Electronic Devices and Sleep Alterations
Recently, we found some pieces of research regarding electronic devices and sleep alterations. According to them, both factors are deeply related. Basically, it’s been established that electronic devices have the potential to disturb normal sleep patterns and, as a consequence, alter their quality.
This issue is worrisome, to say the least. If you really think about it, the amount of people who excessively use their phones, computers, and other electronic devices on a daily basis keeps increasing. Likewise, the number of individuals who can sleep only with their phones on their bedside table or who take their laptop to bed to continue working is increasing.
There’s evidence that all these behaviors can pose problems in an individual’s life. Undoubtedly, there’s a link between electronic devices and sleep alterations. The National Sleep Foundation of the University of California has concluded that devices of this type lead to shorter and worse quality sleep.
Artificial light and circadian rhythms
Circadian rhythms are the processes that take place in living beings in less than 24 hours. These cycles always follow the same order, and not only that but they follow each other in stages. Among many other aspects, these rhythms regulate sleep cycles. They’re equivalent to what’s commonly known as a biological clock.
The Philosophical Transactions of the Royal Society journal published an investigation carried out at the University of Connecticut. This study concluded that artificial light had the potential to alter circadian rhythms. In particular, it can affect the sleep cycle.
This piece of research established a direct relationship between electronic devices and sleep alterations. For one, these devices work with artificial light. Secondly, sleep is very conditioned by circadian rhythms. As a matter of fact, they make the organism more active when there’s light and more passive when there’s darkness.
There are specialized cells in the retina which help determine circadian cycles. When the screens of electronic devices are turned on, there’s a distortion. Thus, daytime functions are activated at a time when it’s necessary for them to be deactivated in order to be able to rest properly.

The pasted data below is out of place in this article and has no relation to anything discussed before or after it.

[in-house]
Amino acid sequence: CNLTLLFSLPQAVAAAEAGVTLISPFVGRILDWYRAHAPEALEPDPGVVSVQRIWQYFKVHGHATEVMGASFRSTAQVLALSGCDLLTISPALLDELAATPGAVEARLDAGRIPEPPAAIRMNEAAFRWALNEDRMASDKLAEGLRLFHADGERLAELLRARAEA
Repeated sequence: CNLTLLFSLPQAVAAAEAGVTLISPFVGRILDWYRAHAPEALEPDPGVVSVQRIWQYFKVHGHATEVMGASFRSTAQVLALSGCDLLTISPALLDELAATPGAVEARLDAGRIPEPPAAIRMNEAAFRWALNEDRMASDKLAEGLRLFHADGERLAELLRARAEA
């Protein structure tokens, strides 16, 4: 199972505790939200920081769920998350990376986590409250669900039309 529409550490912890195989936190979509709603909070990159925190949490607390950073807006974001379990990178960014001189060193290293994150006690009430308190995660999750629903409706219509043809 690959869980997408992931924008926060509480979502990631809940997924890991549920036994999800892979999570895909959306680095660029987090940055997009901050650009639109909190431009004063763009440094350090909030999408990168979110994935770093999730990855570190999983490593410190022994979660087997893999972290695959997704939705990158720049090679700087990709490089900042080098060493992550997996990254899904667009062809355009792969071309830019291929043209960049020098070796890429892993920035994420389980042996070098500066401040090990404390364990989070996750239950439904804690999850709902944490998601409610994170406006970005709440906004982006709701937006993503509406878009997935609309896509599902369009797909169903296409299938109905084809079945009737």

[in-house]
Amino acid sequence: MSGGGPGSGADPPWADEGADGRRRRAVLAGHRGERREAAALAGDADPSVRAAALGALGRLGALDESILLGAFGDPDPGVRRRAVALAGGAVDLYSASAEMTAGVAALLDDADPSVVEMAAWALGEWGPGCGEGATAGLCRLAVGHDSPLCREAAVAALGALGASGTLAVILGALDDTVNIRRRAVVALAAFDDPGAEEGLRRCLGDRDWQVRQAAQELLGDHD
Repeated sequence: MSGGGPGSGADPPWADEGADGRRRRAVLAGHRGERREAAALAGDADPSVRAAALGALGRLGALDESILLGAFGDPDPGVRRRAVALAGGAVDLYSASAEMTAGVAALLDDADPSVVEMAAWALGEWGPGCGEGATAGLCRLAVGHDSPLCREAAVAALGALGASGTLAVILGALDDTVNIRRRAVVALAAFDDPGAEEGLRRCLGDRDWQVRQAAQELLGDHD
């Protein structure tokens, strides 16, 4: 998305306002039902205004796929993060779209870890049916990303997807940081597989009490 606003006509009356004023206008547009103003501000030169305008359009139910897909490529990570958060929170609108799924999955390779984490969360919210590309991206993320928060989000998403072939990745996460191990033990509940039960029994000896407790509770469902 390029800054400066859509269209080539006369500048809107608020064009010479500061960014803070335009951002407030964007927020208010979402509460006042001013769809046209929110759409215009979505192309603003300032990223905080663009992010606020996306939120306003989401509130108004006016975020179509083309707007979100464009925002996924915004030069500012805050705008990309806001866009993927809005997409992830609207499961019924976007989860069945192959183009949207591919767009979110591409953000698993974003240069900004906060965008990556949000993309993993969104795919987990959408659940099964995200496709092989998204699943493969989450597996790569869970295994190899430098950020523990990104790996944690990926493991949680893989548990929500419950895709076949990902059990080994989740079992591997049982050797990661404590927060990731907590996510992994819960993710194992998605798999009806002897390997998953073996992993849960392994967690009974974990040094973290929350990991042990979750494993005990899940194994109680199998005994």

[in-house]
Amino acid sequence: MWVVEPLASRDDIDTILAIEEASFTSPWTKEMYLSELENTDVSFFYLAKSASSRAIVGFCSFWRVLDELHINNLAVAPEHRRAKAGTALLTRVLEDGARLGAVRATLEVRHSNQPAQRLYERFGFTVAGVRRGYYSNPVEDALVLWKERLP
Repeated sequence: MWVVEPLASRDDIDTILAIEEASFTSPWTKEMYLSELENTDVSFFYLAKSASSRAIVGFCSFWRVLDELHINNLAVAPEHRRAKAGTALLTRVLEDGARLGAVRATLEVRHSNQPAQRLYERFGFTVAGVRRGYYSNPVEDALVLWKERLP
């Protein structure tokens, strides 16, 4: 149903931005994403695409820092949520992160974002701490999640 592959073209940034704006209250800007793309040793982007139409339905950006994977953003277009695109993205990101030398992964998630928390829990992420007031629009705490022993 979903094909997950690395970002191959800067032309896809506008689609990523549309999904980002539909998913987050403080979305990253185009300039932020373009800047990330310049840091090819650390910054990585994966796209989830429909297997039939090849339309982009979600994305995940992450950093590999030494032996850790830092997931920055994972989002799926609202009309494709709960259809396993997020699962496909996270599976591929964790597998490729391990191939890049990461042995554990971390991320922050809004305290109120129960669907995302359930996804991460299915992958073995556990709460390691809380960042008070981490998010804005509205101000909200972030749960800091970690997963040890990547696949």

Electronic devices and sleep alterations
At the University of California, they reached similar conclusions to those indicated in the previous section. In fact, they went even further. For one, they pointed out that blue light screens on computers and phones reduced the production of melatonin. This hormone affects the quality of sleep. When it’s low, it makes it harder to fall asleep and decreases its duration.
On the other hand, the lousy habit of keeping our smartphone or computer next to us even when we go to bed prevents the reduction of neuronal activity. These devices keep you alert, which is the opposite of what you look for before going to bed, which is to relax.
The worst part of it all is that, while you’re sleeping, your phone may still ring. Those who are very conditioned to use it wake up immediately to see who’s calling. And even if it doesn’t ring, there’s a subjective tension due to the possibility that it might. This affects quality of sleep big time.
Psychiatrist and psychoanalyst David Dorenbaum states that electronic devices and sleep alterations form a binomial which can lead to several results. He establishes that the intensive use of these devices makes it more difficult for individuals to remember their dreams. In other words, there would be an analogy between the world we see through screens and our actual dreams.
In fact, a study conducted with 1,000 students from Australia aged 13 to 16 showed that these devices were associated with a lower quality of sleep, which, in turn, would have adverse effects on mental health. As a result, the young people in the sample manifested greater signs of depression.
Electronic devices per se aren’t the problem. The real issue lies in their misuse. When they’re well-managed, they make life easier for us in many different ways. However, when they’re poorly managed, they make human beings vulnerable and incredibly dependent on their availability.
“Sleep is the best meditation.”
All cited sources were thoroughly reviewed by our team to ensure their quality, reliability, currency, and validity. The bibliography of this article was considered reliable and of academic or scientific accuracy.
Arévalo, R., Arevalo, R., Ibarra, G., Nuila, A., & Valle, A. (2018). Impacto de la luz emitida por los dispositivos electrónicos móviles utilizados antes de dormir en la calidad del sueño. Sinapsis UJMD, 8(1), 68-74.